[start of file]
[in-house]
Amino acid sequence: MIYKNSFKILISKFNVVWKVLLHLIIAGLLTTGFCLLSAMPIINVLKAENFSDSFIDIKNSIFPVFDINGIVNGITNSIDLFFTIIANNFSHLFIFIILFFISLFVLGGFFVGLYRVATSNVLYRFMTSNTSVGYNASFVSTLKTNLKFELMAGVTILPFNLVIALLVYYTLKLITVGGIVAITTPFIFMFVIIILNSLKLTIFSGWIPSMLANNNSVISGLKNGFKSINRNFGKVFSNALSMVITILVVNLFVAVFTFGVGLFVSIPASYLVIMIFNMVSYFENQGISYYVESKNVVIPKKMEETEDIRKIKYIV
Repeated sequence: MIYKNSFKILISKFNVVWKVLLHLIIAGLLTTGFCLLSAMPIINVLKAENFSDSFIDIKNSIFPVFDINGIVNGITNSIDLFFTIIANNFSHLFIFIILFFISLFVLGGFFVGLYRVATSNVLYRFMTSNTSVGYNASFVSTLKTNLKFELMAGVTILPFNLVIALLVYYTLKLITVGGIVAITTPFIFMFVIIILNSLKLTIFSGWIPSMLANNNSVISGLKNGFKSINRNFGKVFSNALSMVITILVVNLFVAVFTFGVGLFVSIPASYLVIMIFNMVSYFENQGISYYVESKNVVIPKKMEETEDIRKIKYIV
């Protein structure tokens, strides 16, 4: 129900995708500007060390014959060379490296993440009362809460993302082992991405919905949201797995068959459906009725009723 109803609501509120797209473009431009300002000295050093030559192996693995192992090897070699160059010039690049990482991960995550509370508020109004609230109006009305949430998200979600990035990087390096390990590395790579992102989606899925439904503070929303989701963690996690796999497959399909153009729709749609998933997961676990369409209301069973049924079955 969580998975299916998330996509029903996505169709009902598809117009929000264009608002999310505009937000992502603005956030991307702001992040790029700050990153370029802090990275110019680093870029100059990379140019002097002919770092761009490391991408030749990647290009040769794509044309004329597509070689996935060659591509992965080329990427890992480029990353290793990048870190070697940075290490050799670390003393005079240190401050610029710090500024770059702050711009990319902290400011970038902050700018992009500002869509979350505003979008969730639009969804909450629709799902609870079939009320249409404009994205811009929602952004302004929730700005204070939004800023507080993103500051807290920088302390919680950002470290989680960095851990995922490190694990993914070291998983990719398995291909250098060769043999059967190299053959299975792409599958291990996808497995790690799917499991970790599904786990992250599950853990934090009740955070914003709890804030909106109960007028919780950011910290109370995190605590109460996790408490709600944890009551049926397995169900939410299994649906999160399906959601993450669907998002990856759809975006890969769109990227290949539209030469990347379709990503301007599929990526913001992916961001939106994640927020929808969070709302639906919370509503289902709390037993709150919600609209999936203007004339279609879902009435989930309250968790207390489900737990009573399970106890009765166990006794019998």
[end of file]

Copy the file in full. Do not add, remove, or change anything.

[in-house]
Amino acid sequence: MIYKNSFKILISKFNVVWKVLLHLIIAGLLTTGFCLLSAMPIINVLKAENFSDSFIDIKNSIFPVFDINGIVNGITNSIDLFFTIIANNFSHLFIFIILFFISLFVLGGFFVGLYRVATSNVLYRFMTSNTSVGYNASFVSTLKTNLKFELMAGVTILPFNLVIALLVYYTLKLITVGGIVAITTPFIFMFVIIILNSLKLTIFSGWIPSMLANNNSVISGLKNGFKSINRNFGKVFSNALSMVITILVVNLFVAVFTFGVGLFVSIPASYLVIMIFNMVSYFENQGISYYVESKNVVIPKKMEETEDIRKIKYIV
Repeated sequence: MIYKNSFKILISKFNVVWKVLLHLIIAGLLTTGFCLLSAMPIINVLKAENFSDSFIDIKNSIFPVFDINGIVNGITNSIDLFFTIIANNFSHLFIFIILFFISLFVLGGFFVGLYRVATSNVLYRFMTSNTSVGYNASFVSTLKTNLKFELMAGVTILPFNLVIALLVYYTLKLITVGGIVAITTPFIFMFVIIILNSLKLTIFSGWIPSMLANNNSVISGLKNGFKSINRNFGKVFSNALSMVITILVVNLFVAVFTFGVGLFVSIPASYLVIMIFNMVSYFENQGISYYVESKNVVIPKKMEETEDIRKIKYIV
């Protein structure tokens, strides 16, 4: 129900995708500007060390014959060379490296993440009362809460993302082992991405919905949201797995068959459906009725009723 109803609501509120797209473009431009300002000295050093030559192996693995192992090897070699160059010039690049990482991960995550509370508020109004609230109006009305949430998200979600990035990087390096390990590395790579992102989606899925439904503070929303989701963690996690796999497959399909153009729709749609998933997961676990369409209301069973049924079955 969580998975299916998330996509029903996505169709009902598809117009929000264009608002999310505009937000992502603005956030991307702001992040790029700050990153370029802090990275110019680093870029100059990379140019002097002919770092761009490391991408030749990647290009040769794509044309004329597509070689996935060659591509992965080329990427890992480029990353290793990048870190070697940075290490050799670390003393005079240190401050610029710090500024770059702050711009990319902290400011970038902050700018992009500002869509979350505003979008969730639009969804909450629709799902609870079939009320249409404009994205811009929602952004302004929730700005204070939004800023507080993103500051807290920088302390919680950002470290989680960095851990995922490190694990993914070291998983990719398995291909250098060769043999059967190299053959299975792409599958291990996808497995790690799917499991970790599904786990992250599950853990934090009740955070914003709890804030909106109960007028919780950011910290109370995190605590109460996790408490709600944890009551049926397995169900939410299994649906999160399906959601993450669907998002990856759809975006890969769109990227290949539209030469990347379709990503301007599929990526913001992916961001939106994640927020929808969070709302639906919370509503289902709390037993709150919600609209999936203007004339279609879902009435989930309250968790207390489900737990009573399970106890009765166990006794019998």